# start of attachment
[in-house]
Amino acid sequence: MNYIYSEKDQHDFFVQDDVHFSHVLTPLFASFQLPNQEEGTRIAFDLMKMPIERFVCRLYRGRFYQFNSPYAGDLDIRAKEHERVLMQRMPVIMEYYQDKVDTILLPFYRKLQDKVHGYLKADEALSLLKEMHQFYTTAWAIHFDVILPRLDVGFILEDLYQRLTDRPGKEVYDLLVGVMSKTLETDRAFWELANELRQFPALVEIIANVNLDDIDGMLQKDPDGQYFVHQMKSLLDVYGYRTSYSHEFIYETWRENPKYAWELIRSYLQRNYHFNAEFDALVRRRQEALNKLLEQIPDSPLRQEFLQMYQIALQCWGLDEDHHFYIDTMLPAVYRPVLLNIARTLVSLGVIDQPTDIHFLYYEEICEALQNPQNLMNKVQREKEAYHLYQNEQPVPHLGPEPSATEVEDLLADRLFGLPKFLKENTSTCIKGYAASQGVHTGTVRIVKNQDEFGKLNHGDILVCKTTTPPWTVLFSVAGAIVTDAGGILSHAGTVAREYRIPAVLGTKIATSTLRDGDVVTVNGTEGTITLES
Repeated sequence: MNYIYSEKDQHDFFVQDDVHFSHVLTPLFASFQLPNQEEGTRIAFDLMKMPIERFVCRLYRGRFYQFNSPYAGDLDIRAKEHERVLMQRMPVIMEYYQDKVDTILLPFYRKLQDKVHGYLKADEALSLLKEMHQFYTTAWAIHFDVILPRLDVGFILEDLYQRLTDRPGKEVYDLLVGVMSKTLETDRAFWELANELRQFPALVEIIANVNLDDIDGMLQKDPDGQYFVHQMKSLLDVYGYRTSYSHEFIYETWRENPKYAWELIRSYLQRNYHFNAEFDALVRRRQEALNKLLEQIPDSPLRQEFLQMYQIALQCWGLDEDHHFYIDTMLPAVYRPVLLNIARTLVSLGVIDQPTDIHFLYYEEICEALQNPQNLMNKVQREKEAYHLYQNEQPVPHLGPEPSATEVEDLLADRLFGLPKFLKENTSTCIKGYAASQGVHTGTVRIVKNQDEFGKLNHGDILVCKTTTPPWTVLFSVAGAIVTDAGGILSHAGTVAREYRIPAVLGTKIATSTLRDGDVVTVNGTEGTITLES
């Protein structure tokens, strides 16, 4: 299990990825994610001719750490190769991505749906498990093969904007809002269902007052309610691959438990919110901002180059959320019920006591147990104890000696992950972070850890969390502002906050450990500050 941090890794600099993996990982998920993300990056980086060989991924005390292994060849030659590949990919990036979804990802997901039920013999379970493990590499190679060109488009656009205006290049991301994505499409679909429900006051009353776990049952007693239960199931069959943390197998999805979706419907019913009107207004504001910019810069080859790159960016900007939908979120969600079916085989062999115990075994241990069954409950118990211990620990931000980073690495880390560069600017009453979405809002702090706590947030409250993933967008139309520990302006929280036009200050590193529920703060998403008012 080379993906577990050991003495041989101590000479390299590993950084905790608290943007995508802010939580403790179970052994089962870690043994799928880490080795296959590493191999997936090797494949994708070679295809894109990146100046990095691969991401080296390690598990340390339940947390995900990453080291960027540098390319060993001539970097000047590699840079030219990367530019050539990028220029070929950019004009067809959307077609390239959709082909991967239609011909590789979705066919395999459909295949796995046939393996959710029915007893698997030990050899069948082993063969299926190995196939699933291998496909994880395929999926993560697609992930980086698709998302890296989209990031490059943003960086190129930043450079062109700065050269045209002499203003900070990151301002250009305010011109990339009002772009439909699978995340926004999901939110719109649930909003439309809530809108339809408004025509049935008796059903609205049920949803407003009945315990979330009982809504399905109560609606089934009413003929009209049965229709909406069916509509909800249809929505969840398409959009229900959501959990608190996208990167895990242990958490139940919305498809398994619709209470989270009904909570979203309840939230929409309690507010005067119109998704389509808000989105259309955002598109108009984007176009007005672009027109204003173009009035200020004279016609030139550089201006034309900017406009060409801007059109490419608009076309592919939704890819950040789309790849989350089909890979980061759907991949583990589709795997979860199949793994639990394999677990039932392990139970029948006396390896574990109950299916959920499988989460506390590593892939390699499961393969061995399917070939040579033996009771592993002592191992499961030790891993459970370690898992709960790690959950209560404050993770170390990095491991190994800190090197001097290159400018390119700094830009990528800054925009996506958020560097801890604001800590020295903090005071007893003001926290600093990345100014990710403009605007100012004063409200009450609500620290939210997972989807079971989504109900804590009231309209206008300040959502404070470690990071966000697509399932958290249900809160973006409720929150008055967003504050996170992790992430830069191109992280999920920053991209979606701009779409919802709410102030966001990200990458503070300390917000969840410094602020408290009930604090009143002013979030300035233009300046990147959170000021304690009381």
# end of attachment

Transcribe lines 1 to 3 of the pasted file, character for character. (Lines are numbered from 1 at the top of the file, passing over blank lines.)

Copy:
[in-house]
Amino acid sequence: MNYIYSEKDQHDFFVQDDVHFSHVLTPLFASFQLPNQEEGTRIAFDLMKMPIERFVCRLYRGRFYQFNSPYAGDLDIRAKEHERVLMQRMPVIMEYYQDKVDTILLPFYRKLQDKVHGYLKADEALSLLKEMHQFYTTAWAIHFDVILPRLDVGFILEDLYQRLTDRPGKEVYDLLVGVMSKTLETDRAFWELANELRQFPALVEIIANVNLDDIDGMLQKDPDGQYFVHQMKSLLDVYGYRTSYSHEFIYETWRENPKYAWELIRSYLQRNYHFNAEFDALVRRRQEALNKLLEQIPDSPLRQEFLQMYQIALQCWGLDEDHHFYIDTMLPAVYRPVLLNIARTLVSLGVIDQPTDIHFLYYEEICEALQNPQNLMNKVQREKEAYHLYQNEQPVPHLGPEPSATEVEDLLADRLFGLPKFLKENTSTCIKGYAASQGVHTGTVRIVKNQDEFGKLNHGDILVCKTTTPPWTVLFSVAGAIVTDAGGILSHAGTVAREYRIPAVLGTKIATSTLRDGDVVTVNGTEGTITLES
Repeated sequence: MNYIYSEKDQHDFFVQDDVHFSHVLTPLFASFQLPNQEEGTRIAFDLMKMPIERFVCRLYRGRFYQFNSPYAGDLDIRAKEHERVLMQRMPVIMEYYQDKVDTILLPFYRKLQDKVHGYLKADEALSLLKEMHQFYTTAWAIHFDVILPRLDVGFILEDLYQRLTDRPGKEVYDLLVGVMSKTLETDRAFWELANELRQFPALVEIIANVNLDDIDGMLQKDPDGQYFVHQMKSLLDVYGYRTSYSHEFIYETWRENPKYAWELIRSYLQRNYHFNAEFDALVRRRQEALNKLLEQIPDSPLRQEFLQMYQIALQCWGLDEDHHFYIDTMLPAVYRPVLLNIARTLVSLGVIDQPTDIHFLYYEEICEALQNPQNLMNKVQREKEAYHLYQNEQPVPHLGPEPSATEVEDLLADRLFGLPKFLKENTSTCIKGYAASQGVHTGTVRIVKNQDEFGKLNHGDILVCKTTTPPWTVLFSVAGAIVTDAGGILSHAGTVAREYRIPAVLGTKIATSTLRDGDVVTVNGTEGTITLES